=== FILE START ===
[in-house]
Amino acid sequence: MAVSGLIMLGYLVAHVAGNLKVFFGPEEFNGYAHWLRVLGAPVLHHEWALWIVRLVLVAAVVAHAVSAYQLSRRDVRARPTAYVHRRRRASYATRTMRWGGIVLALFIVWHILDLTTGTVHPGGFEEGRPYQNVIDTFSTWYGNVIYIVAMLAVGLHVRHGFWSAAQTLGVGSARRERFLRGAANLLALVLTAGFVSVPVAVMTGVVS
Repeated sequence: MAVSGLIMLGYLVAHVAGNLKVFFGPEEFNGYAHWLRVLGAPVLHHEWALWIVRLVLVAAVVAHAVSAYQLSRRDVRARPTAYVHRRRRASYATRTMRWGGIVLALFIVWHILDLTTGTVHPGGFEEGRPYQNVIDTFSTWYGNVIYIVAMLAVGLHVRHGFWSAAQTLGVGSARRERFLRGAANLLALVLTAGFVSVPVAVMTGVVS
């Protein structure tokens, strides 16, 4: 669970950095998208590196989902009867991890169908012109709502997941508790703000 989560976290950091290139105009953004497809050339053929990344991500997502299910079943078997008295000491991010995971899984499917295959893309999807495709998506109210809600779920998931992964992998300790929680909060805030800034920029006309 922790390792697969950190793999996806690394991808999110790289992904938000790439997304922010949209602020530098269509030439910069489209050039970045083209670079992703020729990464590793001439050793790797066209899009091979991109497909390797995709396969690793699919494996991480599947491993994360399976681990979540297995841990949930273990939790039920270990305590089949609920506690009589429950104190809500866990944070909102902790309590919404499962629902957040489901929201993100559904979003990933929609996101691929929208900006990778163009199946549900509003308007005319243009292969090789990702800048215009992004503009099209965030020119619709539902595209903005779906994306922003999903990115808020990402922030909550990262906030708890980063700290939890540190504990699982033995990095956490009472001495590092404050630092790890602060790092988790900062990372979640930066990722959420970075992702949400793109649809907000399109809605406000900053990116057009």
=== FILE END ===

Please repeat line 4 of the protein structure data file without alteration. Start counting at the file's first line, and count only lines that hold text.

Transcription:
């Protein structure tokens, strides 16, 4: 669970950095998208590196989902009867991890169908012109709502997941508790703000 989560976290950091290139105009953004497809050339053929990344991500997502299910079943078997008295000491991010995971899984499917295959893309999807495709998506109210809600779920998931992964992998300790929680909060805030800034920029006309 922790390792697969950190793999996806690394991808999110790289992904938000790439997304922010949209602020530098269509030439910069489209050039970045083209670079992703020729990464590793001439050793790797066209899009091979991109497909390797995709396969690793699919494996991480599947491993994360399976681990979540297995841990949930273990939790039920270990305590089949609920506690009589429950104190809500866990944070909102902790309590919404499962629902957040489901929201993100559904979003990933929609996101691929929208900006990778163009199946549900509003308007005319243009292969090789990702800048215009992004503009099209965030020119619709539902595209903005779906994306922003999903990115808020990402922030909550990262906030708890980063700290939890540190504990699982033995990095956490009472001495590092404050630092790890602060790092988790900062990372979640930066990722959420970075992702949400793109649809907000399109809605406000900053990116057009």